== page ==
Here’s the thing – I want to clarify that this is not David Platt’s fault. Clearly, the problem began long ago. He just recently inherited this mess, and good for him that he’s dealing with it. But while this is not Platt’s fault, this is somebody’s fault. So who’s fault is it?

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Is the president of SEBTS correct? Is it the fault of Southern Baptists for not faithfully giving, for being selfish and having wrong priorities?

Well, no – not if facts matter. Giving to both the Cooperative Program and the Lottie Moon Christmas Offering (that goes to IMB operating expense) has increased over the last four years. In reality, the IMB has simply spent about 40 million more per year than what expected budget receipts would indicate is wise. In fact, if churches just up and decided to give more, they would have to give upwards of 25% more to cover the inflated expenses of the IMB as it now stands. How many churches can do that? Is that a reasonable expectation? I don’t know how anyone, except for perhaps the intelligentsia with a “Let them eat cake” attitude of entitlement would blame Southern Baptist membership for the IMB’s deficit – while their giving has been increasing. Such a charge seems not only unreasonable, but downright preposterous.

Speaking of preposterous…

This is how Ronnie (you know, the guy with the fire engine truck and confetti cannon baptistry – you can see our articles about him here) began an interview with the Baptist “Press”:

I want to remind all of us of two things. First, the Board of Trustees has the responsibility of overseeing the fiscal responsibility of the International Mission Board. Annually, the Southern Baptist Convention approves the board of trustees of each of our entities.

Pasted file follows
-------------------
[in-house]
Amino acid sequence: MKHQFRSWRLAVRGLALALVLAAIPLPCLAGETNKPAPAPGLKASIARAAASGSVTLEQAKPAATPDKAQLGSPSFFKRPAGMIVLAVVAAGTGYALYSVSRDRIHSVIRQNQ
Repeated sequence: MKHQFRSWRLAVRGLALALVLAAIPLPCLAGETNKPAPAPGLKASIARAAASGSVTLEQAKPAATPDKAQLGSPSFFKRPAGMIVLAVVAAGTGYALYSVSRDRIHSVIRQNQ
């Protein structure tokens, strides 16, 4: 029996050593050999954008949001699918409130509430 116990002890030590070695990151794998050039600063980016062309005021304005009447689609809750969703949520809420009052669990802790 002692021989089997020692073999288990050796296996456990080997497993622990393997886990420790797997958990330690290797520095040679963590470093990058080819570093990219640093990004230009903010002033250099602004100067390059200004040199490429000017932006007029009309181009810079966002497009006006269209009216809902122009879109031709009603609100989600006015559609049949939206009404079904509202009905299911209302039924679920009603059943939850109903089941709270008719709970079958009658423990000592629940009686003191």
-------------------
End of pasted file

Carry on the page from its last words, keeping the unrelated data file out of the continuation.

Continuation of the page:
How does Ronnie begin explaining why the IMB has been spending money like drunken sailors with all the oversight and accountability of a public school girl on prom night? First, this is a trustee thing and secondly, you people approved of those trustees. Nice, Ronnie. Nice.

And Ronnie’s first bullet-point?

1. Trust our proven trustee system

The trustees of our International Mission Board will lead through this time and provide a future long-term financial strategy. Under God’s leadership, the trustees called Dr. Platt to provide leadership to Southern Baptists with mobilizing our churches to reaching the world for Christ. Therefore, our proven trustee system is at work, and we need to trust they will lead through this hour.

Trust the trustees ✓. Talk about how good a long-term financial strategy is while glossing over the fact that apparently they haven’t had one ✓. God is the one leading them (so you better not question them) ✓.

Yes, yes. All of those things are predictable from the Mercedes convertible-owning megachurch pastor. No surprise. But, he continues…

But each of our churches can again evaluate where we are in our missions giving through the Cooperative Program. This serves as our financial base for the International Mission Board. With the monies the Southern Baptist Convention receives, over one-half of those funds go to the International Mission Board.